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Jacinda Ardern’s Russia warning: New nuclear age dawns – countries want to start, and win new nuclear war. Video / UN
Prime Minister Jacinda Ardern has warned the United Nations the rules of nuclear warfare had changed and that “leaders amongst us” believed that they could start and win a nuclear war, even if it meant sacrificing the lives of their own citizens – a thinly-veiled reference to Russia.
Ardern said New Zealand had “never accepted the wisdom of mutually assured destruction” and warned that some leaders now believed that they could start and win a nuclear war.
“It takes one country to believe that their cause is nobler, their might stronger, their people more willing to be sacrificed,” she said.
“None of us can stand on this platform and turn a blind eye to the fact that there are already leaders amongst us who believe this.”
This represents a stark reversal to the rules that underpinned the nuclear doctrines of the end of the Cold War, best summed-up by a often-repeated joint statement from US and Soviet leaders Ronald Reagan and Mikhail Gorbachev: “A nuclear war cannot be won and must never be fought.”
Ardern’s line was a reference to an address made by Russian President Vladimir Putin this week as he called up 300,000 reservists for his invasion of Ukraine and threatened to use nuclear weapons to defend Russia’s territorial integrity – a territory that could soon include more unlawfully annexed parts of Ukraine.
She made the comments in a speech to the United Nations General Assembly, the centrepiece of her trip to New York this week.
Ardern earlier said she had rewritten “a little bit” of her speech after Putin’s escalation of the conflict on Wednesday this week.
“Nuclear weapons do not make us safer,” she said in the speech.
“There will be those who agree but believe it is simply too hard to rid ourselves of nuclear weapons at this juncture.
“There is no question that nuclear disarmament is an enormous challenge. But if given the choice, and we are being given the choice, surely we would choose the challenge of disarmament than the consequences of a failed strategy of weapons-based deterrence.”
Ardern made a pitch for countries to get back around the negotiating table for the Nuclear Non-Proliferation Treaty, the UN treaty that is the centrepiece of efforts to halt the spread of nuclear weapons.
A key summit on that treaty failed to reach agreement this year, thanks to Russia vetoing progress – an act Disarmament Minister Phil Twyford called “diplomatic sabotage”.
Ardern called out Russia by name, saying “progress and consensus” on the treaty “was recently blocked by Russia”.
She said this represented a “backwards step to the efforts of nearly every country in the world to make some even limited progress on nuclear disarmament and non-proliferation”.
The 20-minute speech also touched on climate change and the threats of online misinformation.
Ardern said a period of “loss”, like the loss of the pandemic, brings “a chance for reflection”.
“Between us we represent countries and communities who have lost much in these past few years,” she said.
Ardern warned Covid continued to hit economies and people and that it “set us back in our fight against the crisis of climate change”.
“We move between one another’s countries with increasing ease. We trade our goods and services. And when one link in our supply chain is impacted, we all are,” she said.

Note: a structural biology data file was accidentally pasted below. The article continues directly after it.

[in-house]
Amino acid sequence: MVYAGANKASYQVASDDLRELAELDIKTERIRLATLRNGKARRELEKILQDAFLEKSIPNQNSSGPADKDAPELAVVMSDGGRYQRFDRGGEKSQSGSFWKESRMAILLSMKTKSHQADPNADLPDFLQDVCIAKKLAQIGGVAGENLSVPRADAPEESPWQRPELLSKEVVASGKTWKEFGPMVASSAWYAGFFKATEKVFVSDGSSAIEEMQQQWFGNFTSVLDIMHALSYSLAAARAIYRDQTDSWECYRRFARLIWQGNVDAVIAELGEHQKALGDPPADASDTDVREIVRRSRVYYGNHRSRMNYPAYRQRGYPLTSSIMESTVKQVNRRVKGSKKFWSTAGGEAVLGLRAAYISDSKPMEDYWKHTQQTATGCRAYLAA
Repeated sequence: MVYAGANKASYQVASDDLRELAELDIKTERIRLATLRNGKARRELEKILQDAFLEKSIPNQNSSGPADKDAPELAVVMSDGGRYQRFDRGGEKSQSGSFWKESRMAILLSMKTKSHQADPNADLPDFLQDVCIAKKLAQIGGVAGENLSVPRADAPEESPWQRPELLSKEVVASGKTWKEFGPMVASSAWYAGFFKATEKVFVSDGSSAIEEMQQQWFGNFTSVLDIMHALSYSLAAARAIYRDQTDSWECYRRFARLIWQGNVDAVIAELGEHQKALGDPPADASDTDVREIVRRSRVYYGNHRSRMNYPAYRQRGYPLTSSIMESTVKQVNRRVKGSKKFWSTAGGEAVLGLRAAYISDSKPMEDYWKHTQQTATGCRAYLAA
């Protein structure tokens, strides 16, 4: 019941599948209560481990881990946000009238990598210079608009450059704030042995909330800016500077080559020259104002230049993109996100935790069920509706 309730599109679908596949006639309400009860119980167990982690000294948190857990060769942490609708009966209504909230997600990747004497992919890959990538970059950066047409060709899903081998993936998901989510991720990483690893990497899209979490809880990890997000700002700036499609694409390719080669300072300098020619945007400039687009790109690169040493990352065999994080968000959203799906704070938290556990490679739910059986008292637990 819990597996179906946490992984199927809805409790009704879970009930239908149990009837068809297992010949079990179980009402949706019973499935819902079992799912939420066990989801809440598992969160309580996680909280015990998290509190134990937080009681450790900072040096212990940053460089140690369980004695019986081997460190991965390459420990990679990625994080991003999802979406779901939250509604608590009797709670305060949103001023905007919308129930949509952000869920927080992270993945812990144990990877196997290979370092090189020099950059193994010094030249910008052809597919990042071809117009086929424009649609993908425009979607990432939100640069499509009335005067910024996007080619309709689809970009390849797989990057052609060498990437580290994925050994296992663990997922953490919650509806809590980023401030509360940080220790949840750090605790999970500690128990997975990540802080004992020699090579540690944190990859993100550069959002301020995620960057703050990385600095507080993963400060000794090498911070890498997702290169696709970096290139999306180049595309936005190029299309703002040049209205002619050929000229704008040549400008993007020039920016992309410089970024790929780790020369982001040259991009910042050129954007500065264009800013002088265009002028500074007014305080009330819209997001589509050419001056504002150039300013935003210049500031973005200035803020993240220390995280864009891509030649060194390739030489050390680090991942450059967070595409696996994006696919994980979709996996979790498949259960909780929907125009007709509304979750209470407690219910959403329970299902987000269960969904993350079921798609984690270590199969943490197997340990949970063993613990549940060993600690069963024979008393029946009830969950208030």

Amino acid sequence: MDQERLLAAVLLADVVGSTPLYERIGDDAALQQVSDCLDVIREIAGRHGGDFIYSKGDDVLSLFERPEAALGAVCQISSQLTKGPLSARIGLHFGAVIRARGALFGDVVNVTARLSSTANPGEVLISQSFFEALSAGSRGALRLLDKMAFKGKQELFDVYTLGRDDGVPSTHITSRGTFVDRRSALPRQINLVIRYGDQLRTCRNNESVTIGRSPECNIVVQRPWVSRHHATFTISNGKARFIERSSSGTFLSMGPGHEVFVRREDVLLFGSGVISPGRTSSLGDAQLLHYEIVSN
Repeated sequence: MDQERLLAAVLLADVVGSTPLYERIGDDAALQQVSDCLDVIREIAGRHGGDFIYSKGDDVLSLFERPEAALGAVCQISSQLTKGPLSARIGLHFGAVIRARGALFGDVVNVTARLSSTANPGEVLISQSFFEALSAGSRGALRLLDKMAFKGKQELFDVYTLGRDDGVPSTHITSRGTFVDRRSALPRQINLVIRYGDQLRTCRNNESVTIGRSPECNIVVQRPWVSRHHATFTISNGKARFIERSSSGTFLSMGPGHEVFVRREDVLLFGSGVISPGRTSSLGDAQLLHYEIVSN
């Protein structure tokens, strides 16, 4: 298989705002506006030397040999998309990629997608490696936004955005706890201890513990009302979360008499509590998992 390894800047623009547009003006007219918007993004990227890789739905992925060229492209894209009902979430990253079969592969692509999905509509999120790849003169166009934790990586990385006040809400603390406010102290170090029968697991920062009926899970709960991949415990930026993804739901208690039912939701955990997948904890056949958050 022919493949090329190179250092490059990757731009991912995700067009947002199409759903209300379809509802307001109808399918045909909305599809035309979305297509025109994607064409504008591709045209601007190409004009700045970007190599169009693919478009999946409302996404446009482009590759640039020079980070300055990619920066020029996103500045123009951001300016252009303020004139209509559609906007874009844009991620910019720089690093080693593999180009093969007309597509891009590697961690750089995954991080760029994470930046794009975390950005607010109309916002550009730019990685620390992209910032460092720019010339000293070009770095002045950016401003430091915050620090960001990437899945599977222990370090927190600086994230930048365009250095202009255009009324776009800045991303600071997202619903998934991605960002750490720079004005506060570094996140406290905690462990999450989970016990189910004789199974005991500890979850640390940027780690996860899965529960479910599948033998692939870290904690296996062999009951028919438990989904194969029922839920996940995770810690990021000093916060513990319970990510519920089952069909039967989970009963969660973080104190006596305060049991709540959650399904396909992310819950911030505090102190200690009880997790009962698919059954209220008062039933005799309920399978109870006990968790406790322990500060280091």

Ardern said the lessons of the pandemic were “in many ways the same as the lessons of climate change”: that the world is interconnected and global efforts to combat threats are only as successful as the least-committed country allows them to be.
“When crisis is upon us, we cannot and will not solve these issues on our own,” she said.
“The next pandemic will not be prevented by one country’s efforts, but by all of ours. Climate action will only ever be as successful as the least committed country, as they pull down the ambition of the collective.
“I am not suggesting though that we rely on the goodwill of others to make progress. We need a dual strategy. One where we push for collective effort, but we also use our multilateral tools to make progress.”
Ardern said she backed an international effort to “develop a new global health legal instrument, strengthened international health regulations and a strong and empowered World Health Organisation”.
She said countries needed to keep supply chains open and to ensure that “critical goods and services are not subjected to protectionism in times of need”.
A theme of the high-level week at the United Nations General Assembly has been reform of broken institutions like the Security Council.
US President Joe Biden used his speech to the General Assembly to say that the United States was open to limited reform of the council, by expanding its membership beyond 15, and expanding the number of permanent, veto-wielding members.
Biden said states should “refrain from the use of the veto, except in rare, extraordinary situations, to ensure that the Council remains credible and effective”.
But he stopped short of saying the veto should be axed altogether.
Ardern said New Zealand championed a new initiative which allows the General Assembly, which includes all UN member states, to scrutinise any use of the veto by one of the permanent five members of the Security Council.
But she said that for the “United Nations to maintain its relevancy, and ensure that it truly is the voice of the breadth of countries it represents”, reform of the veto had to go further – to the point where it was abolished completely.
“The veto must be abolished and Permanent Members must exercise their responsibility for the benefit of international peace and security, rather than the pursuit of national interest,” Ardern said.